It sounds obvious, but place is the defining feature of mobile content. As cell phones continue to evolve into mini-computers, the ability to pinpoint location enables a slew of services, some obvious and others still to be discovered.

Easy-to-use publishing tools and free distribution on the Web made blogs, YouTube, Flickr and even Craigslist possible and popular. Journalists now need to be thinking about mobile devices and how the ability to develop context around location changes how newsrooms need to do business.

If you are creating content for handheld devices and are not taking advantage of location capabilities, you are missing an opportunity to truly engage your mobile audience.

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4. iPhone vs. Android and Web vs. apps debate

Aside from making for great copy in the trade press, the battle of mobile platforms has significant short and long-term implications for journalism, depending on who ask.

Apple's iPhone set a new standard for smart phones when it was released in 2007. In response, Google decided to give away its Android OS to compete. The move is paying off. There have been more than 60 Android-based smart phones released so far, and in aggregate they are now outselling the iOS-based iPhone. While Apple's growing pains in dealing with content creators (see below) have been well-documented, app developers are going to need to support both operating systems for the foreseeable future.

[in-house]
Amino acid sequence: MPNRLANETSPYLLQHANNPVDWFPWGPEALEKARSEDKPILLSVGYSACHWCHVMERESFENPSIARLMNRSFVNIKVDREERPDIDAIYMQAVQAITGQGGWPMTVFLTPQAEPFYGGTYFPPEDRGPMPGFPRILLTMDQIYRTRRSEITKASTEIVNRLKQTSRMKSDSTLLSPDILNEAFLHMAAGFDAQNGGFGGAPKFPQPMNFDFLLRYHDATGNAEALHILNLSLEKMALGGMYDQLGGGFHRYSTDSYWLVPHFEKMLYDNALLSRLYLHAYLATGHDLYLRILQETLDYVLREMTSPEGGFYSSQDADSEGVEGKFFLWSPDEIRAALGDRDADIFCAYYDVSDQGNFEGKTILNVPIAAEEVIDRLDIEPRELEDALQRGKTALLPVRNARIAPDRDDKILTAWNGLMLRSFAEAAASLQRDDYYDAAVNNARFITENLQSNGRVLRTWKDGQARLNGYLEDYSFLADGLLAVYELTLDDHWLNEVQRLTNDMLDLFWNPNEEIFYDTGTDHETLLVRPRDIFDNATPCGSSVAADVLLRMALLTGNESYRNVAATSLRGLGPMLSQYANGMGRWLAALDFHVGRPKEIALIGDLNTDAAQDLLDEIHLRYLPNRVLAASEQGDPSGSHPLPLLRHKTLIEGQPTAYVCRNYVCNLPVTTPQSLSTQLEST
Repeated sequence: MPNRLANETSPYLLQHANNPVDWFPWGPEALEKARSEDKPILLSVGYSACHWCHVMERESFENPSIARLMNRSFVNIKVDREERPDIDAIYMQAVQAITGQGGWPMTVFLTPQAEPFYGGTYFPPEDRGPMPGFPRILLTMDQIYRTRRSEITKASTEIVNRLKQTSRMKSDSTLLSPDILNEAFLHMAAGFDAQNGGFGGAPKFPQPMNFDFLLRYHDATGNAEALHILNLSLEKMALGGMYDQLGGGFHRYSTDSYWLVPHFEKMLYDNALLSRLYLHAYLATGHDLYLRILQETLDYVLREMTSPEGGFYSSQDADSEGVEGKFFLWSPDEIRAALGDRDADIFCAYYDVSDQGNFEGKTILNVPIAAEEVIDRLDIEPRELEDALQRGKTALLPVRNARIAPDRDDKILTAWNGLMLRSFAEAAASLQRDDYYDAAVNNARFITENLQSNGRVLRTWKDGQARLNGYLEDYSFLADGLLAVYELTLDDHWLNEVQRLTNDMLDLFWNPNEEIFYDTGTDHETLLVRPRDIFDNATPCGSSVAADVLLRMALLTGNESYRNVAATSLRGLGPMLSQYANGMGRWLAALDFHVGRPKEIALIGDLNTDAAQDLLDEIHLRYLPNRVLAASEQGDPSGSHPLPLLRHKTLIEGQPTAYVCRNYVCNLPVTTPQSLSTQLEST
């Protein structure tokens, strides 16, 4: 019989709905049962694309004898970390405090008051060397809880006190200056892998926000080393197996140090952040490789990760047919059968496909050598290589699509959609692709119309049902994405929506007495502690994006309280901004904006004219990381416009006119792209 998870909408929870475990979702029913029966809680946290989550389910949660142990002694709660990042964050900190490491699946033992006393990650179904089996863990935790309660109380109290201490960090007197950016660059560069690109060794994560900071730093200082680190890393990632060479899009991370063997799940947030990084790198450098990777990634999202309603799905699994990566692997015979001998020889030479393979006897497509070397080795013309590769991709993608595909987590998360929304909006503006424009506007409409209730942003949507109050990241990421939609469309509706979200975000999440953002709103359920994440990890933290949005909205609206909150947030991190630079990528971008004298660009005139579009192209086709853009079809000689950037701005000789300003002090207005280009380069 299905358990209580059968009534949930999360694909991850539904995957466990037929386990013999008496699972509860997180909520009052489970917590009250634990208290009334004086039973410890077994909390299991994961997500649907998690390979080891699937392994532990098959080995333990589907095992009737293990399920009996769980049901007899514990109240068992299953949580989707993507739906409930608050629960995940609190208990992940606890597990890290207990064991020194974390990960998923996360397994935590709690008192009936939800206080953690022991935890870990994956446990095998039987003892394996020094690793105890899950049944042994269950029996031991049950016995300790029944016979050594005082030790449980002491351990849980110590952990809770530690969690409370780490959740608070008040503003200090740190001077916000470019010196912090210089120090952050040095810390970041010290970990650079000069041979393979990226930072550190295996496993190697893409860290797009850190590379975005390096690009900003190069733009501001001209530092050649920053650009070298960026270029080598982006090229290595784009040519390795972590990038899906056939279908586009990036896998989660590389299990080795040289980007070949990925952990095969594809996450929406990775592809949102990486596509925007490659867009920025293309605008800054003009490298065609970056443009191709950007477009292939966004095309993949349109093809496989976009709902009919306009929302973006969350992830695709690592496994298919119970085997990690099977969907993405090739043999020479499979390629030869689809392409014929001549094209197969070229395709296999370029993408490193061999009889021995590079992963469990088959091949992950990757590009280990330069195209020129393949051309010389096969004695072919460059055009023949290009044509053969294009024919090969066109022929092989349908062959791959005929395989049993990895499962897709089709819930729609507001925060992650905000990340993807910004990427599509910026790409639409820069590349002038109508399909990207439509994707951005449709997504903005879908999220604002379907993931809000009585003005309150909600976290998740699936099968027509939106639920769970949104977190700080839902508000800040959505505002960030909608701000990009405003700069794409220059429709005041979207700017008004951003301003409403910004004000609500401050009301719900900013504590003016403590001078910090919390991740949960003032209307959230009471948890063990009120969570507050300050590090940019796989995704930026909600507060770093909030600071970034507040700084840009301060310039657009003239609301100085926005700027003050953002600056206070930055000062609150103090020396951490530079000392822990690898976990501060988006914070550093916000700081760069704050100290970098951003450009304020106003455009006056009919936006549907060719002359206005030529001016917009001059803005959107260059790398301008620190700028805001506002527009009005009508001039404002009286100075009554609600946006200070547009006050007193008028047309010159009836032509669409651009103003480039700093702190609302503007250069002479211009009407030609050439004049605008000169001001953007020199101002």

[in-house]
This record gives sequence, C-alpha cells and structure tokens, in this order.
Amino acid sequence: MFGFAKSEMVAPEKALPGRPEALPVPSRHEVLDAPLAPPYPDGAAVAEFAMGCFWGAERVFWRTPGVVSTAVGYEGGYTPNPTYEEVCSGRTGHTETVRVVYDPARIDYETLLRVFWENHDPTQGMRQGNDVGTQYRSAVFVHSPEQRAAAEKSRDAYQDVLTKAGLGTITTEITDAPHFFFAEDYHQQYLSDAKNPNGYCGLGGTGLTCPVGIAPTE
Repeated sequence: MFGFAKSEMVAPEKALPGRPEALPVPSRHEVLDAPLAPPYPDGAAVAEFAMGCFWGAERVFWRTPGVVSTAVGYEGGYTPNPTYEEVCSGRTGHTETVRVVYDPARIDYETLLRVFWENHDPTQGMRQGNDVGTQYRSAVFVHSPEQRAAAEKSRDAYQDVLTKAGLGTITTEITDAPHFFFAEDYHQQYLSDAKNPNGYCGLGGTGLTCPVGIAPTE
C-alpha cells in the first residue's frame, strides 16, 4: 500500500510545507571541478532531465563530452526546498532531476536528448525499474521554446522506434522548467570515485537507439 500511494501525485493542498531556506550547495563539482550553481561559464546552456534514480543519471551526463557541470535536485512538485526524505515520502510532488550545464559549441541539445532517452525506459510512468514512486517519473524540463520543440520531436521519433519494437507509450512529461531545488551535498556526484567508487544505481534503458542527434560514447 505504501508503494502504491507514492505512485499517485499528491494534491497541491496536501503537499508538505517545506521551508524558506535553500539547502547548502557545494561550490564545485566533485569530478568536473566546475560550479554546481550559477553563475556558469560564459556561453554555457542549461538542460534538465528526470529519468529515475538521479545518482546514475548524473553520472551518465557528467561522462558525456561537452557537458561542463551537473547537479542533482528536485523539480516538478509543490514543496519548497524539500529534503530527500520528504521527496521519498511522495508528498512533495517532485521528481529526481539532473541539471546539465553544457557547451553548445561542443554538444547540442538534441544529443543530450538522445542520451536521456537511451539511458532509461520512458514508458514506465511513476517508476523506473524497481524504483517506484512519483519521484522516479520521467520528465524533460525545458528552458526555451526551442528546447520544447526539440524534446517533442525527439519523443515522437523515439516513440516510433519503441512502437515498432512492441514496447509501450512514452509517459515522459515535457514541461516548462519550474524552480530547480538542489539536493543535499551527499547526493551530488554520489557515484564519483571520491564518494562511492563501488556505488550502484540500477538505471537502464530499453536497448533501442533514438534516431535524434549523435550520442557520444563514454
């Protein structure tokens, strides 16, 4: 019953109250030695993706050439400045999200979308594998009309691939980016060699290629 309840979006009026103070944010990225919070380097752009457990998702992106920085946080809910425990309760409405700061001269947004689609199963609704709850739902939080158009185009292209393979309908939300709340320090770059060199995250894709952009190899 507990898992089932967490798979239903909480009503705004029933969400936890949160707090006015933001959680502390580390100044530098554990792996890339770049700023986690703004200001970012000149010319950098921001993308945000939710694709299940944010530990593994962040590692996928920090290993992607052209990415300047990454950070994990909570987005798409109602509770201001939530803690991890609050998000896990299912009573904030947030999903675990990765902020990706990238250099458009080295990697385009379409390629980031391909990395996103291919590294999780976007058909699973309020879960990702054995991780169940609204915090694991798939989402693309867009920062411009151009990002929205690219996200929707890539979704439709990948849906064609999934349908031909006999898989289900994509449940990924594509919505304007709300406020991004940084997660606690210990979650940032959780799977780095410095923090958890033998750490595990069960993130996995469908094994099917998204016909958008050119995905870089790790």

The other ongoing dilemma, mobile websites vs. device-native apps, is closely related to the iPhone vs. Android debate. With Apple's banning of cross-platform development tools earlier this year, building apps to support both Android and iOS devices (not to mention Windows Mobile, Palm and BlackBerry phones) will be a major undertaking, especially for smaller organizations.

Developing an HTML5 mobile website, on the other hand, can be significantly cheaper; and the site can be accessed by most mobile browsers. But there are some trade-offs. Some functions, such as the camera, compass and accelerometer, are only available to native apps.

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5. Apple's control issues present roadblocks for media

Apple's current dominance in the mobile market makes its struggles to adapt to a self-appointed gatekeeper role a bit of a roadblock for media companies. For starters, the company is becoming infamous for an inability to sort out its app approval process.

It is sometimes humorous, but more often troubling, when a rejection appears to involve editorial content judgments.

On the revenue side, publishers are currently unable to sell digital subscriptions or access customer information for content sold via the iTunes store. Apple is free to run its own business as it wishes, but if it intends to keep publishers from looking for viable alternatives, some compromises will have to be reached soon.